WE3 by Grant Morrison and Frank Quitely (2004)
Some sci-fi is meant to make you think, some sci-fi is meant to make you feel introspective, and then there’s DC Comics’ WE3 by Grant Morrison and Frank Quitely, which manages to do both of those things. And likewise make you cry for weeks.
Much like the beloved movie The Incredible Journey, We3 is a story about three roving animals: in this case, a rabbit, a dog, and a cat named (respectively) Bandit, Tinker, and Pirate, all of whom just want to go home. Unfortunately, the three lovable pets are also escapees from a military facility that has bioengineered them into cyborg killing machines.
Armed with a heart-tugging sense of empathy often evoked by the sweet robotic chatter between the animals themselves, Morrison’s impressive gift for uncomfortable futurism, and Quitely’s always-inspiring attention to detail across the board, WE3 forces readers to question their part in the day-to-day weaponization that the future may hold.
The Seeds by Ann Nocenti and David Aja (2021)
From the absolute comics-scripting powerhouse that is Ann Nocenti and the incomparable artist David Aja, The Seeds is an ecological alien nightmare dystopia, with some romance on the side just for good measure!
The Seeds takes places in the near future, where ecological disasters are the norm and the world is entirely reliant on technology. Few dare stray from the tech-obsessed norm, but those who do will be found out by Astra — an idealistic journalist who stumbles upon the story of a lifetime within the questionable Luddite community.
Nocenti whips the story through more twists and turns than a maze at express speed, in a way only Nocenti can pull off. Between that and Aja’s deft use of heavy inks, readers should be(e) prepared to find an eerily close-to-home lesson about reaping the seeds we sow.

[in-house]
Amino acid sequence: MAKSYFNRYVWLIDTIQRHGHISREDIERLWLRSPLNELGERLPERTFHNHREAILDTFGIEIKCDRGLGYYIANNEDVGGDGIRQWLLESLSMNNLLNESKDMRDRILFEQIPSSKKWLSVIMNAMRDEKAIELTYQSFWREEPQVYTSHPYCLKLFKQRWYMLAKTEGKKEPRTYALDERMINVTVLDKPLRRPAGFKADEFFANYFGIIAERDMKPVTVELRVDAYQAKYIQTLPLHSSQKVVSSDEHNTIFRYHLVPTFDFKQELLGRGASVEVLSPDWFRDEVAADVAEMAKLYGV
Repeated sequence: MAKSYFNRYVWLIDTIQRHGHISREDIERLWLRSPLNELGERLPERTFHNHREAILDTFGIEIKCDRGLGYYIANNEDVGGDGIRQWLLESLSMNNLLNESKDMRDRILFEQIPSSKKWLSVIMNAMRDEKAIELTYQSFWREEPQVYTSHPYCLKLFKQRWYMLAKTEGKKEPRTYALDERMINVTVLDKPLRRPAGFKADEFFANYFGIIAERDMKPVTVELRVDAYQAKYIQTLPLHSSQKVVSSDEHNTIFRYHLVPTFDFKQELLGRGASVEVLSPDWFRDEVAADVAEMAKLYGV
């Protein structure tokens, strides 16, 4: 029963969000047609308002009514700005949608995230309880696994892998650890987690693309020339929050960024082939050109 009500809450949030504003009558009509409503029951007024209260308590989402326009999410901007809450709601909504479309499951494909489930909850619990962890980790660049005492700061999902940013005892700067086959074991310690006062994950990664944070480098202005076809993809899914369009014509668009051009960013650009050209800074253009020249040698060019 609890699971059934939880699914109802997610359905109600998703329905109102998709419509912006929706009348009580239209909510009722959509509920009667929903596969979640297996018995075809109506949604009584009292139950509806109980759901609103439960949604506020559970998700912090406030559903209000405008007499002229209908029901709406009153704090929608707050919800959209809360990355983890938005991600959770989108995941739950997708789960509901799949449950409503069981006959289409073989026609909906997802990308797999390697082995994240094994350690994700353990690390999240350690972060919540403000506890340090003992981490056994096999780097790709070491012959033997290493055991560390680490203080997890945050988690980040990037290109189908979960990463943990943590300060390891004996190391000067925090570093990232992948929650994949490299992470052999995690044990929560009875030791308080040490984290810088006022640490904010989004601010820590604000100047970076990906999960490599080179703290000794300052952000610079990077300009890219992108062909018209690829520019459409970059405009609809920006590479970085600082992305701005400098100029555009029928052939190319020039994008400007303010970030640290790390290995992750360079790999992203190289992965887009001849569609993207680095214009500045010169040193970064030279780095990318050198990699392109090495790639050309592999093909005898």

Invisible Kingdom by G. Willow Wilson and Christian Ward (2019)
Some sci-fi feels like messages from another world, with entire civilizations at once alien and a mirror of everything that surrounds us. That’s the case with G. Willow Wilson and Christian Ward’s expansive Invisible Kingdom, which may be the closest comics have managed to come to the Iain M. Banks prose experience yet — with the added benefit of Ward’s beautifully psychedelic painted artwork to keep everything moving.
In a galaxy ruled as much by a monolithic religious order as the corporation seemingly at the center of everything, there’s a conspiracy that threatens to undermine the beliefs everyone shares. When one young member of the religious order discovers what’s really going on, it’s the start of a story that involves renegade space freighters, epic quests, and questions about how far you’d go to bring difficult truths to light.
If there’s one thing science fiction needs more of, it’s stories that ask the big, metaphysical questions about the very nature of our existence, while sneakily telling intimate relationship dramas about quests for revenge with spectacular visuals almost beyond imagination. Boom! Studios’ We Only Find Them When They’re Dead, thankfully, hits each and every one of these markers with style.
Al Ewing and Simone Di Meo’s space opera is a cosmic tale in which humans strip-mine the corpses of space gods for the resources to survive, with the series following one such crew trying to get ahead of the game by finding a living giant, instead. (Of course, things don’t go to plan.) If you can imagine Kubrick’s 2001: A Space Odyssey crashing into the middle of Ridley Scott’s Alien, you can imagine what this series feels like.
Woman World by Aminder Dhaliwal (2018)